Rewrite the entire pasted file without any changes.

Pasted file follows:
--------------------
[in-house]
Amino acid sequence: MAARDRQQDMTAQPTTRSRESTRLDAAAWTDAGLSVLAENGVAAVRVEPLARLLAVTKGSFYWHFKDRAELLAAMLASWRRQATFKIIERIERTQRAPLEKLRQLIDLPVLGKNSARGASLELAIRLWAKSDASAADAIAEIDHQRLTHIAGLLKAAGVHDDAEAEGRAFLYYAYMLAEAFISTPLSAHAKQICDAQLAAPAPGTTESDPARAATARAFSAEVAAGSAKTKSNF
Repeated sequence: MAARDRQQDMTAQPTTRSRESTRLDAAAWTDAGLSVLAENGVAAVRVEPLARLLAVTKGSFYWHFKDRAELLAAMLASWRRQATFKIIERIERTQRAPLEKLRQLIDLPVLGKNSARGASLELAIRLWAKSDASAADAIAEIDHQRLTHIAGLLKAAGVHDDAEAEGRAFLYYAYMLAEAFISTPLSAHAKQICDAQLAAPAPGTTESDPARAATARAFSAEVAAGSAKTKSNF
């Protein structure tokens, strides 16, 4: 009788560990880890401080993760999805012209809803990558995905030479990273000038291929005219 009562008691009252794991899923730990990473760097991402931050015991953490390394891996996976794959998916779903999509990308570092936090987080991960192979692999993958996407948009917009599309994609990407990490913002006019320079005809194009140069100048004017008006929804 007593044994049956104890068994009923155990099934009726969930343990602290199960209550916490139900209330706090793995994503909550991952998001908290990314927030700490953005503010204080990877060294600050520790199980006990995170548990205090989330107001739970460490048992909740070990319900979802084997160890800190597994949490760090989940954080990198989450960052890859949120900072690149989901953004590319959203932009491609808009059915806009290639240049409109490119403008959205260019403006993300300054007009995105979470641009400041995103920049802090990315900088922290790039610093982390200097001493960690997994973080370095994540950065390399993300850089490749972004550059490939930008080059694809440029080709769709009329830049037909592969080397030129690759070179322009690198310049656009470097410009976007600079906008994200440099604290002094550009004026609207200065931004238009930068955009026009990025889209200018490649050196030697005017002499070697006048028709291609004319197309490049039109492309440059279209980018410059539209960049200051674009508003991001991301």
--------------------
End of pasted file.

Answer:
[in-house]
Amino acid sequence: MAARDRQQDMTAQPTTRSRESTRLDAAAWTDAGLSVLAENGVAAVRVEPLARLLAVTKGSFYWHFKDRAELLAAMLASWRRQATFKIIERIERTQRAPLEKLRQLIDLPVLGKNSARGASLELAIRLWAKSDASAADAIAEIDHQRLTHIAGLLKAAGVHDDAEAEGRAFLYYAYMLAEAFISTPLSAHAKQICDAQLAAPAPGTTESDPARAATARAFSAEVAAGSAKTKSNF
Repeated sequence: MAARDRQQDMTAQPTTRSRESTRLDAAAWTDAGLSVLAENGVAAVRVEPLARLLAVTKGSFYWHFKDRAELLAAMLASWRRQATFKIIERIERTQRAPLEKLRQLIDLPVLGKNSARGASLELAIRLWAKSDASAADAIAEIDHQRLTHIAGLLKAAGVHDDAEAEGRAFLYYAYMLAEAFISTPLSAHAKQICDAQLAAPAPGTTESDPARAATARAFSAEVAAGSAKTKSNF
């Protein structure tokens, strides 16, 4: 009788560990880890401080993760999805012209809803990558995905030479990273000038291929005219 009562008691009252794991899923730990990473760097991402931050015991953490390394891996996976794959998916779903999509990308570092936090987080991960192979692999993958996407948009917009599309994609990407990490913002006019320079005809194009140069100048004017008006929804 007593044994049956104890068994009923155990099934009726969930343990602290199960209550916490139900209330706090793995994503909550991952998001908290990314927030700490953005503010204080990877060294600050520790199980006990995170548990205090989330107001739970460490048992909740070990319900979802084997160890800190597994949490760090989940954080990198989450960052890859949120900072690149989901953004590319959203932009491609808009059915806009290639240049409109490119403008959205260019403006993300300054007009995105979470641009400041995103920049802090990315900088922290790039610093982390200097001493960690997994973080370095994540950065390399993300850089490749972004550059490939930008080059694809440029080709769709009329830049037909592969080397030129690759070179322009690198310049656009470097410009976007600079906008994200440099604290002094550009004026609207200065931004238009930068955009026009990025889209200018490649050196030697005017002499070697006048028709291609004319197309490049039109492309440059279209980018410059539209960049200051674009508003991001991301």